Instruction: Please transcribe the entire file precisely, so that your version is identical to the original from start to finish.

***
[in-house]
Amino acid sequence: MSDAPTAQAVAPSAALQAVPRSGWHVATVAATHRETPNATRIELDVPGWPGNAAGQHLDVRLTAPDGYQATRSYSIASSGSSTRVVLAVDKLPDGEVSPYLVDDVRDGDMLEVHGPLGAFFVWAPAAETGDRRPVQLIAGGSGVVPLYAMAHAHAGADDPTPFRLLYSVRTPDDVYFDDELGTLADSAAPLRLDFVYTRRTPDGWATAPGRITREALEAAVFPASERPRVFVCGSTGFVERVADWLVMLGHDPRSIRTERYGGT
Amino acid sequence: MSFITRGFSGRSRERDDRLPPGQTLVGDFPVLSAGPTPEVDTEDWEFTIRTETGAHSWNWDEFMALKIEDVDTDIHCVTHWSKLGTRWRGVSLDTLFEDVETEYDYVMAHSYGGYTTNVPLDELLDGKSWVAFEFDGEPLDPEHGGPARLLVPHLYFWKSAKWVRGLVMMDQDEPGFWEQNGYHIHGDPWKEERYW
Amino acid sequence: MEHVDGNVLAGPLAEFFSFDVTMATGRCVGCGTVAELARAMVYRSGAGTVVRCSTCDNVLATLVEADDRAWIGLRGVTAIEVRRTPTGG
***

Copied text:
[in-house]
Amino acid sequence: MSDAPTAQAVAPSAALQAVPRSGWHVATVAATHRETPNATRIELDVPGWPGNAAGQHLDVRLTAPDGYQATRSYSIASSGSSTRVVLAVDKLPDGEVSPYLVDDVRDGDMLEVHGPLGAFFVWAPAAETGDRRPVQLIAGGSGVVPLYAMAHAHAGADDPTPFRLLYSVRTPDDVYFDDELGTLADSAAPLRLDFVYTRRTPDGWATAPGRITREALEAAVFPASERPRVFVCGSTGFVERVADWLVMLGHDPRSIRTERYGGT
Amino acid sequence: MSFITRGFSGRSRERDDRLPPGQTLVGDFPVLSAGPTPEVDTEDWEFTIRTETGAHSWNWDEFMALKIEDVDTDIHCVTHWSKLGTRWRGVSLDTLFEDVETEYDYVMAHSYGGYTTNVPLDELLDGKSWVAFEFDGEPLDPEHGGPARLLVPHLYFWKSAKWVRGLVMMDQDEPGFWEQNGYHIHGDPWKEERYW
Amino acid sequence: MEHVDGNVLAGPLAEFFSFDVTMATGRCVGCGTVAELARAMVYRSGAGTVVRCSTCDNVLATLVEADDRAWIGLRGVTAIEVRRTPTGG